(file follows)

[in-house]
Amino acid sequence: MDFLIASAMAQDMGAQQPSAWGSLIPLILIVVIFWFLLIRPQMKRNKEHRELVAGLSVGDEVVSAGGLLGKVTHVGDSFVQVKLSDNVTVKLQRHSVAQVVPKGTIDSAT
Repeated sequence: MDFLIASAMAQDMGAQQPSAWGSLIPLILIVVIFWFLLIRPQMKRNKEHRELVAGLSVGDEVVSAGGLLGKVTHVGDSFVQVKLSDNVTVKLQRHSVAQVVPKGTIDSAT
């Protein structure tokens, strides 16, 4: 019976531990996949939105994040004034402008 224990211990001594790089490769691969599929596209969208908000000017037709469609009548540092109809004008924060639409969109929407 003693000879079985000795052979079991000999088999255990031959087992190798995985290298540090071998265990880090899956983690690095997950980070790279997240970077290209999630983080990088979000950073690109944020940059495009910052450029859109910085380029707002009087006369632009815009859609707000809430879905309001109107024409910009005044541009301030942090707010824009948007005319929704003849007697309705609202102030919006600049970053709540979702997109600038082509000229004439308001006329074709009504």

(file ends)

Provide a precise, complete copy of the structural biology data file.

[in-house]
Amino acid sequence: MDFLIASAMAQDMGAQQPSAWGSLIPLILIVVIFWFLLIRPQMKRNKEHRELVAGLSVGDEVVSAGGLLGKVTHVGDSFVQVKLSDNVTVKLQRHSVAQVVPKGTIDSAT
Repeated sequence: MDFLIASAMAQDMGAQQPSAWGSLIPLILIVVIFWFLLIRPQMKRNKEHRELVAGLSVGDEVVSAGGLLGKVTHVGDSFVQVKLSDNVTVKLQRHSVAQVVPKGTIDSAT
């Protein structure tokens, strides 16, 4: 019976531990996949939105994040004034402008 224990211990001594790089490769691969599929596209969208908000000017037709469609009548540092109809004008924060639409969109929407 003693000879079985000795052979079991000999088999255990031959087992190798995985290298540090071998265990880090899956983690690095997950980070790279997240970077290209999630983080990088979000950073690109944020940059495009910052450029859109910085380029707002009087006369632009815009859609707000809430879905309001109107024409910009005044541009301030942090707010824009948007005319929704003849007697309705609202102030919006600049970053709540979702997109600038082509000229004439308001006329074709009504």